How to Use Console API to Create a Data Table

by on May 2, 2019

Create Data Table via Console API

If you’ve worked with Backendless API for a while, you may occasionally run into a situation where the functionality you’d like to have isn’t readily available. One such function is the programmatic management of your application’s data tables. For instance, you may need to clear up all the data and recreate the table structure with specific columns on demand while developing your app. This article will show you how to do that and more.

The Backendless Console API

Backendless essentially has two APIs: the Client API and the Console API. The former is the one used by Backendless’ Client SDKs and is in effect in our REST SDK. The latter is the API that the Developers’ Console is using, hence the name. Different providers may have different names for that one, such as Admin API or Management API, so be aware that the terms may sometimes be used interchangeably.

Creating a table

As you may have already supposed, the Console API is also a kind of REST API accessible by any HTTP client. In order to perform a request against it and receive a proper response, you need to know the following things:

  • request URL and method type,
  • auth-key header value, and
  • request body.

The auth-key header in the Console API is similar to the user-token in the Client SDKs, with the exception that you can’t avoid it: unauthorized requests are not allowed in Console API (because you cannot use the Console without logging in as a developer). And while the user-token‘s owner is your app’s user, the auth-key determines the developer currently using the console.

To find out the mentioned elements, you have to inspect the requests issued by Backendless Console using the browser’s developer console. For Chrome, use either the F12 button or Ctrl+Shift+I combination, or go to the Settings menu -> More tools -> Developer tools.

To see the request for the data table creation, switch to the Network tab in a browser’s console and create a table using Backendless Console. Here’s an example of what you’ll see as a result:

Request URL, method and auth-key header

Request Content-Type header and body

Having the required values, you can reproduce the request using an HTTP client of your preference. Here’s an example for Java/Android (do not forget to substitute YOUR-APP-ID and your-auth-key values with your own):

final URL url = new URL( "" );
HttpURLConnection urlConnection = (HttpURLConnection) url.openConnection();
  urlConnection.setRequestMethod( "POST" );
  urlConnection.setRequestProperty( "Content-Type", "application/json" );
  urlConnection.setRequestProperty( "auth-key", "your-auth-key" );
  urlConnection.setDoOutput( true );

  OutputStream out = new BufferedOutputStream( urlConnection.getOutputStream() );
  out.write( "{\"name\":\"TestTable\"}".getBytes( StandardCharsets.UTF_8 ) );

  final InputStream err = urlConnection.getErrorStream();
  if( err != null )
    final String fault = new Scanner( err ).useDelimiter( "\\A" ).next();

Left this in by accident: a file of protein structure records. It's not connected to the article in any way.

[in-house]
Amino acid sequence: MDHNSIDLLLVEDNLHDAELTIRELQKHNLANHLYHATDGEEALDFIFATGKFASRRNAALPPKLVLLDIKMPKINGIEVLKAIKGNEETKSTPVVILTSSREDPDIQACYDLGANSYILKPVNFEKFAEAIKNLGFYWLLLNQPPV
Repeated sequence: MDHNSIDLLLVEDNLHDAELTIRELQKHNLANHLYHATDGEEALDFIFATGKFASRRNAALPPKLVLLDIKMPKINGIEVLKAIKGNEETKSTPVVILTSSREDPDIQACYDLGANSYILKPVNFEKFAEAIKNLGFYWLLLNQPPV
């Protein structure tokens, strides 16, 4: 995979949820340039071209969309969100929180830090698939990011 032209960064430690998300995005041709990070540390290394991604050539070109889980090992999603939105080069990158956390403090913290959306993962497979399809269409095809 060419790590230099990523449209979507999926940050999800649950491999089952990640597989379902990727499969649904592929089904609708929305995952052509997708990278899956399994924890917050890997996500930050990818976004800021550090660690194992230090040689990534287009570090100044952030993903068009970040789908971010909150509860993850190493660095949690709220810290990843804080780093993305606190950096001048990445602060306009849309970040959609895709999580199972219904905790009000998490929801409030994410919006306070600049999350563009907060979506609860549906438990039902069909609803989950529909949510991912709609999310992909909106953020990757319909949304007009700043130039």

System.err.println( fault );

  final InputStream in = urlConnection.getInputStream();
  final String result = new Scanner( in ).useDelimiter( "\\A" ).next();
  System.out.println( result );

As a result of a successful request, you should see the response JSON with table ID and columns’ descriptions (example shortened for brevity):

  "tableId": "22E546E8-04F3-8B2E-FFA1-9517E93F5100",
  "name": "Person1",
  "columns": [
      "columnId": "7B3DCBB8-7BD7-F85E-FF23-C2E1A798B600",
      "name": "created",
      "columnId": "77675BA3-52C7-E381-FFAE-58A2CDF39700",
      "name": "updated",
      "columnId": "CEA75DB7-C3D5-6F30-FF28-E5B3BCDE4A00",
      "name": "objectId",

Perform other console operations

You can use the same steps to find out the parameters for almost any Console request. For example, here is the request to delete a table (this required no body, but still needs auth-key header specified):

Request URL:
Request method: DELETE

And here’s one to create a column with specified parameters:

Request URL:
Request method: POST
Request body:

The Console API caveats

The Console API was originally meant to be internal and not used in any automation. That’s why it was never added to the Client SDKs. This wasn’t a technical decision, but rather a measure to increase the stability of the application’s work. The operations available only with Console API are mostly the ones changing the database structure or some internal configurations. All these modifications should be done prior to releasing your application and should not be changed after that, since it may break your app. Moreover, these operations are usually synchronized on the whole app, so they tend to be slow, which also negatively reflects on your end-user’s experience.

This post should be considered as a description of a workaround, not an actual guide on how to write your applications. While development these functionalities may be very convenient, we strongly discourage using this API in your production app code. It is also subject to occasional changes for our convenience, and we do not notify our customers about those changes.

Thanks for reading, and happy coding!

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